Does this mean they know how to set them up correctly? Anyone, that's seen an ill-constructed mapping of an integration, three months down the track, knows the answer to that. Will the business owner know what integrations are best for them? Will they understand the information the data gives them? Will they have the time, let alone the inclination and expertise to research the plethora of eco-system partners?
Lets not forget in all this, what else humans can offer that automations and innovations can't. 'Human-ness' - all those attributes that we hone and refine in this field through years of service; empathy, caring, kindness, emotional intelligence, insight, humour etc. Knowing our clients, and what they likely will or wont be open to, or what they actually need versus what they think will work. Thanks to technology, we are now connected to a large collaborative community that taps into trends and innovations way before most business owners know of them, and are willing to generously, share IP and knowledge openly. My experience has certainly been that the bookkeeping sector, step up and learn new technologies as they arise - this in itself is a strength.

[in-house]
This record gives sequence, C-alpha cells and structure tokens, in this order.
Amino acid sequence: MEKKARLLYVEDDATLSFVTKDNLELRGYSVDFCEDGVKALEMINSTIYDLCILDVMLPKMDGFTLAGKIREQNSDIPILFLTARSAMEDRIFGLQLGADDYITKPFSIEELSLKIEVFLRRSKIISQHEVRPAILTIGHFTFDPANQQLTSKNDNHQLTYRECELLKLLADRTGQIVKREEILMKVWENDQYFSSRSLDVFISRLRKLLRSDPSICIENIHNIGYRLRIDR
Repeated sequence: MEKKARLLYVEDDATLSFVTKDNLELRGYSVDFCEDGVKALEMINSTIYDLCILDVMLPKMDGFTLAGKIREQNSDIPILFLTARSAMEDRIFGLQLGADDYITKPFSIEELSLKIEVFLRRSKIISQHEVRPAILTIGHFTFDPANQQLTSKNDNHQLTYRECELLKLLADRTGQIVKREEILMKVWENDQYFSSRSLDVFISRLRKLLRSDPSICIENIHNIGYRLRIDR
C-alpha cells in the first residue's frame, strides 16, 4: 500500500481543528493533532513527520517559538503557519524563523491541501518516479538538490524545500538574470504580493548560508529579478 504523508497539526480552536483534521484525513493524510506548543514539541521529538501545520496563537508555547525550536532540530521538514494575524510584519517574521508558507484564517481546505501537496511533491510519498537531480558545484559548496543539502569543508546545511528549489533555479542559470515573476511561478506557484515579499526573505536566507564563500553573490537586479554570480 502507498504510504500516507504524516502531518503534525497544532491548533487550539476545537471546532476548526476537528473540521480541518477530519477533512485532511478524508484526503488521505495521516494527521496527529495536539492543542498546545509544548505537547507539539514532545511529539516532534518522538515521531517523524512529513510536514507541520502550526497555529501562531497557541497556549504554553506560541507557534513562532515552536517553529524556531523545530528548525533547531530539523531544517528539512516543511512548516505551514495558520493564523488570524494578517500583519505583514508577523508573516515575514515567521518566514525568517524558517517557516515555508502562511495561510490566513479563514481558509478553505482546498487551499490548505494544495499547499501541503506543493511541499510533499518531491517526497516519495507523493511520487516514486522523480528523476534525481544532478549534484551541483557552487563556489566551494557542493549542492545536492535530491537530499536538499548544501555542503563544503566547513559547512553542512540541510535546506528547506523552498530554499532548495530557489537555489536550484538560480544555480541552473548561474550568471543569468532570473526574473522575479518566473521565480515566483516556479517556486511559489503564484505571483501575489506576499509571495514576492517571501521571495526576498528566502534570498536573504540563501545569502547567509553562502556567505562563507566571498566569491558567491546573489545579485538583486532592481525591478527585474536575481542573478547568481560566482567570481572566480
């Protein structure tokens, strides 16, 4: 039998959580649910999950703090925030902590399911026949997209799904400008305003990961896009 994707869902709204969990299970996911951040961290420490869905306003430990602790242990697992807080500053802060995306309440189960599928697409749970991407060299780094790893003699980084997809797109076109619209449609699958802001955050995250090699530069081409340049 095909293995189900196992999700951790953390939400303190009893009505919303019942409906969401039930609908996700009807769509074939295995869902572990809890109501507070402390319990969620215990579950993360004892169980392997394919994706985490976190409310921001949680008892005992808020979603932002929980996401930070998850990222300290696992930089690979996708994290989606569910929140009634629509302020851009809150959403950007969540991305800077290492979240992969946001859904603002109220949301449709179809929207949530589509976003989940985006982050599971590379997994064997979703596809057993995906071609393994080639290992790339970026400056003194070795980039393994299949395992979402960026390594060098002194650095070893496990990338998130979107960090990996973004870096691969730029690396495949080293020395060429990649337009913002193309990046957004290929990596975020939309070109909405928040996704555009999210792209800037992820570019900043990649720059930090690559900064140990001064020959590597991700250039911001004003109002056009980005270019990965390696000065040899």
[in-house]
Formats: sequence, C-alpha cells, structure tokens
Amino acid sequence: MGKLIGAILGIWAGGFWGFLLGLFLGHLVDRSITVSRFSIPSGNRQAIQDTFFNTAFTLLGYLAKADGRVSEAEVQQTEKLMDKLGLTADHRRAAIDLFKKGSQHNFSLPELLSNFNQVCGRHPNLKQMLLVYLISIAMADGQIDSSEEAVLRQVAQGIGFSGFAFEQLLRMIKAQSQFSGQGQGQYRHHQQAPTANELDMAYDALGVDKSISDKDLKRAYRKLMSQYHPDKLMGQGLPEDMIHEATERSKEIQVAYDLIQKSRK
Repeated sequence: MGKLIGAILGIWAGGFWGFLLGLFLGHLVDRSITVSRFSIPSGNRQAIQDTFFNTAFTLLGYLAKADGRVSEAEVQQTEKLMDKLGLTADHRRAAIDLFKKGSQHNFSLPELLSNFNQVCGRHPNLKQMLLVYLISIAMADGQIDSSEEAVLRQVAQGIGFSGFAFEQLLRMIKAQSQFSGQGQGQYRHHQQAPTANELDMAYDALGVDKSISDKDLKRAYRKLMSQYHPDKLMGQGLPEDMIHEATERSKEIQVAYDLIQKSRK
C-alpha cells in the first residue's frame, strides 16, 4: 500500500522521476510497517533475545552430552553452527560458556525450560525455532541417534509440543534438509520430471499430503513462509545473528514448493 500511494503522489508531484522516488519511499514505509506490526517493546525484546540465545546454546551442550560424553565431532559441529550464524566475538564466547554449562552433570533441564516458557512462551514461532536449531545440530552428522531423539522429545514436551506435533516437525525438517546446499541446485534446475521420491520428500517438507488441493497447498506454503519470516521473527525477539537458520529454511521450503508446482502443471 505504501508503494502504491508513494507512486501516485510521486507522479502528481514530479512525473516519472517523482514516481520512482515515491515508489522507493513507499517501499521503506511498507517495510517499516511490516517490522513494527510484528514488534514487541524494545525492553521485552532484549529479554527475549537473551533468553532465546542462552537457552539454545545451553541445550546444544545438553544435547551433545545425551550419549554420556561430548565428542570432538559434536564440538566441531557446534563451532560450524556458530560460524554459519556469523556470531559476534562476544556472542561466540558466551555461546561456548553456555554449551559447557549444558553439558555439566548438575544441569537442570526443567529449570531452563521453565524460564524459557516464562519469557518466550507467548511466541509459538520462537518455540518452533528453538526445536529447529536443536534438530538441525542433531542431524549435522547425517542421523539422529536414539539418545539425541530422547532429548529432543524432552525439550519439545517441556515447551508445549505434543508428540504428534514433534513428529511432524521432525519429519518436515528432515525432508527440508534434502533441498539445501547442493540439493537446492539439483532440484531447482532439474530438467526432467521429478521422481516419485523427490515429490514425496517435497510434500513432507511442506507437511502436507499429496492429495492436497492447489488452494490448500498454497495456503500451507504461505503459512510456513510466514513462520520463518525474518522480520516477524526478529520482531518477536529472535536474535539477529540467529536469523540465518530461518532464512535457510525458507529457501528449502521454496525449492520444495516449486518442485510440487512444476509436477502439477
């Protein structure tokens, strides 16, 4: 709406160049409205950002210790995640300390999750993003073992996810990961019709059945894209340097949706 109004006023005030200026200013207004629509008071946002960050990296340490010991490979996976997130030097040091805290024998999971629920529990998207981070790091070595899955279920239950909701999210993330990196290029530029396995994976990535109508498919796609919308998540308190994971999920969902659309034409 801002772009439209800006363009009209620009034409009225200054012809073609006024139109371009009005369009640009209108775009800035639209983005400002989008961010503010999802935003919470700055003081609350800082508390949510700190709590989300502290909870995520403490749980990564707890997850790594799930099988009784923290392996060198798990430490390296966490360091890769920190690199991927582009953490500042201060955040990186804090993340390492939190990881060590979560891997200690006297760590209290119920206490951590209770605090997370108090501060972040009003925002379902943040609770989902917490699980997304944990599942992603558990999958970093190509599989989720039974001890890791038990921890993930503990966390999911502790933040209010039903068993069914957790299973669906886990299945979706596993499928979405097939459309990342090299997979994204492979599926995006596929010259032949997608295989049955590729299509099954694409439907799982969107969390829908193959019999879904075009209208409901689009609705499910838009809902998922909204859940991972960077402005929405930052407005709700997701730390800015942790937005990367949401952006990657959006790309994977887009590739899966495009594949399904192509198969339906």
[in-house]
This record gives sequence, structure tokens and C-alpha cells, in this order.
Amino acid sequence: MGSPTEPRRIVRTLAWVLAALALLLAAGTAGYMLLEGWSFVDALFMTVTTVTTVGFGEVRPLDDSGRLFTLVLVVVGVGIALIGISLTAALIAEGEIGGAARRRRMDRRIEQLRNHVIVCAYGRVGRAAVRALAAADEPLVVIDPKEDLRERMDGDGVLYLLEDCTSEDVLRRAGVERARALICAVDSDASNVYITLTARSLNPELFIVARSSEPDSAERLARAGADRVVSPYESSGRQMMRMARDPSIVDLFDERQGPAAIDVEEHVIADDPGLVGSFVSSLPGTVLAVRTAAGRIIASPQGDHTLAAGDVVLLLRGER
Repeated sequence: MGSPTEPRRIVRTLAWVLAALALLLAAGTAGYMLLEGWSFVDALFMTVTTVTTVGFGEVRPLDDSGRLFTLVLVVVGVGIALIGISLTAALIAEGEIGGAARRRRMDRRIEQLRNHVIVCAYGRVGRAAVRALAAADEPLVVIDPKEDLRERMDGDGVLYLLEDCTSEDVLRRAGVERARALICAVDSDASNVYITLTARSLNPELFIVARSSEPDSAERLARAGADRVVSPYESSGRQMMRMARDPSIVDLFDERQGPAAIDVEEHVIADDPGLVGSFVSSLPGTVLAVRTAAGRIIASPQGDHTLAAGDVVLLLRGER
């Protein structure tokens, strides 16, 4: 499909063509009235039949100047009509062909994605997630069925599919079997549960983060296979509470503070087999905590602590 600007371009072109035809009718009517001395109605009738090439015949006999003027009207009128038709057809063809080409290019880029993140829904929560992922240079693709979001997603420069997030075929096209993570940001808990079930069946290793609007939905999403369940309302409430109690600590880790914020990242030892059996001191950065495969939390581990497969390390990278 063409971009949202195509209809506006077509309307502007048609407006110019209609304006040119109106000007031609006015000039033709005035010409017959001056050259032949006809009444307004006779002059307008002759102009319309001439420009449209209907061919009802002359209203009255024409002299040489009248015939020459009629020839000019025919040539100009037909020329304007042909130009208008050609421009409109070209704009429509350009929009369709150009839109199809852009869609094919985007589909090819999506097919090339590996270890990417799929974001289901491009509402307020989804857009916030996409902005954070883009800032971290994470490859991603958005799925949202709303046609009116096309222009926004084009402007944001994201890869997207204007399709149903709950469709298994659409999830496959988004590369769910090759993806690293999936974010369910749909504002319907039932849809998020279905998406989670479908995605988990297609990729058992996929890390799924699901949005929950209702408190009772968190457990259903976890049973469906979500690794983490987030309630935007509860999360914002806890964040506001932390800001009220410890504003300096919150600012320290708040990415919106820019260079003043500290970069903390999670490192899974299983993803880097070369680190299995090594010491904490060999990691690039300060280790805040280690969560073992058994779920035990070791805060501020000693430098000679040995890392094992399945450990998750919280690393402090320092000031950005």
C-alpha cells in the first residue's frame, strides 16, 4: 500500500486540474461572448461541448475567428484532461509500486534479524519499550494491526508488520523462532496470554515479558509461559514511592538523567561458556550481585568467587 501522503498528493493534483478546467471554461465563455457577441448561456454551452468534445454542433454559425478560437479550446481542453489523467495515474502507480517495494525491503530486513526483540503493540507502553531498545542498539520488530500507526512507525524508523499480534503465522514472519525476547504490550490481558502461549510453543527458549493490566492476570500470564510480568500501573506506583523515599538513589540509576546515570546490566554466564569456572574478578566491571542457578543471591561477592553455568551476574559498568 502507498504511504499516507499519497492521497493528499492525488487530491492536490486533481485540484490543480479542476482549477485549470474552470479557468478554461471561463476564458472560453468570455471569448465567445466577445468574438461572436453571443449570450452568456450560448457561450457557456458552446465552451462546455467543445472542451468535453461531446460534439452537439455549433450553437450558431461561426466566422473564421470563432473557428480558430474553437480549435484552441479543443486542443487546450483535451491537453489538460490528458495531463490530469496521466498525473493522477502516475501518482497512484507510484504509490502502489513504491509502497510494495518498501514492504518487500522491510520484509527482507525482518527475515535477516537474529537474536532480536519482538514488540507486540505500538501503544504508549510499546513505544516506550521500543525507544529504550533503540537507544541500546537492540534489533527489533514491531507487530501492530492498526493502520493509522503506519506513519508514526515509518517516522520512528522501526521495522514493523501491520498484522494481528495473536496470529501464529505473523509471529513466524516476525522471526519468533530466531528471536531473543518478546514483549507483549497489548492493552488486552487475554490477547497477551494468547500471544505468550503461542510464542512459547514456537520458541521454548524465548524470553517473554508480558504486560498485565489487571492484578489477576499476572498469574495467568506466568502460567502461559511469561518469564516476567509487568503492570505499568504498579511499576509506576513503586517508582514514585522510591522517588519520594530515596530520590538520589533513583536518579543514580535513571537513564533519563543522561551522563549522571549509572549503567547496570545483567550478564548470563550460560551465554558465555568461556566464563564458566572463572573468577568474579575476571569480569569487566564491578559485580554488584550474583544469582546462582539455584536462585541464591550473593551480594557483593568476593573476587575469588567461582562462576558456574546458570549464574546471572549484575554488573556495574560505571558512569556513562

And, from another angle, does technology always end in tears for humans? According to an article in The Guardian (click here for full article) which looked at 140 years of data, technology has always created more jobs than it has destroyed. One of the key findings is that hard and dull jobs have declined (farewell inputting 178 invoices for a client on the last Monday of each month. I never loved you any way), but more pertinent, that in professional services, technology has raised productivity AND simultaneously employment levels.